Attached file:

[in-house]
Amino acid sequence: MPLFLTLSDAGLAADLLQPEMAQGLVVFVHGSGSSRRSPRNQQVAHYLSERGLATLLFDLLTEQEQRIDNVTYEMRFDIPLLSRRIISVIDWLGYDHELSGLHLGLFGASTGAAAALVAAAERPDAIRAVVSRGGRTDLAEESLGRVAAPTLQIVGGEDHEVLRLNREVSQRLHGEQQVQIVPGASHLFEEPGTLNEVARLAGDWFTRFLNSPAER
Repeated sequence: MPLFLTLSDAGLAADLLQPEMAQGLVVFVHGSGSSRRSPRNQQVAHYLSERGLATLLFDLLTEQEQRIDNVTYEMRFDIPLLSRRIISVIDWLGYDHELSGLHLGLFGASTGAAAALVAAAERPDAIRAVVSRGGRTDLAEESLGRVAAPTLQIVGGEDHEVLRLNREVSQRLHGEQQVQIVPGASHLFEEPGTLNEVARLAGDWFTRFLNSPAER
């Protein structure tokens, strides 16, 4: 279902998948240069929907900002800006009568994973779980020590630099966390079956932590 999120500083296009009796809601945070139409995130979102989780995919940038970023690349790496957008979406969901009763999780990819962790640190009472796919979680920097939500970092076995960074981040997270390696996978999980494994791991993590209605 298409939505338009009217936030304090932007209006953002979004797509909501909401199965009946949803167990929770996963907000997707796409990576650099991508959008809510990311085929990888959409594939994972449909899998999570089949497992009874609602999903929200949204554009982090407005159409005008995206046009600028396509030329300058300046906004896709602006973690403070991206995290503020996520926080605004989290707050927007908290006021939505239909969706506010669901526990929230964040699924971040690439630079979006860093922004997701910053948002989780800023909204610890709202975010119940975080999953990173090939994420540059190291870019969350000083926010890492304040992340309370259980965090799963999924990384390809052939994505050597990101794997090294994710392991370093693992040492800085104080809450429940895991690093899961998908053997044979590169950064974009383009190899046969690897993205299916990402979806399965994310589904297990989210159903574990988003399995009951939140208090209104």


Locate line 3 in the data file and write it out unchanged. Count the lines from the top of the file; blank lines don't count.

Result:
Repeated sequence: MPLFLTLSDAGLAADLLQPEMAQGLVVFVHGSGSSRRSPRNQQVAHYLSERGLATLLFDLLTEQEQRIDNVTYEMRFDIPLLSRRIISVIDWLGYDHELSGLHLGLFGASTGAAAALVAAAERPDAIRAVVSRGGRTDLAEESLGRVAAPTLQIVGGEDHEVLRLNREVSQRLHGEQQVQIVPGASHLFEEPGTLNEVARLAGDWFTRFLNSPAER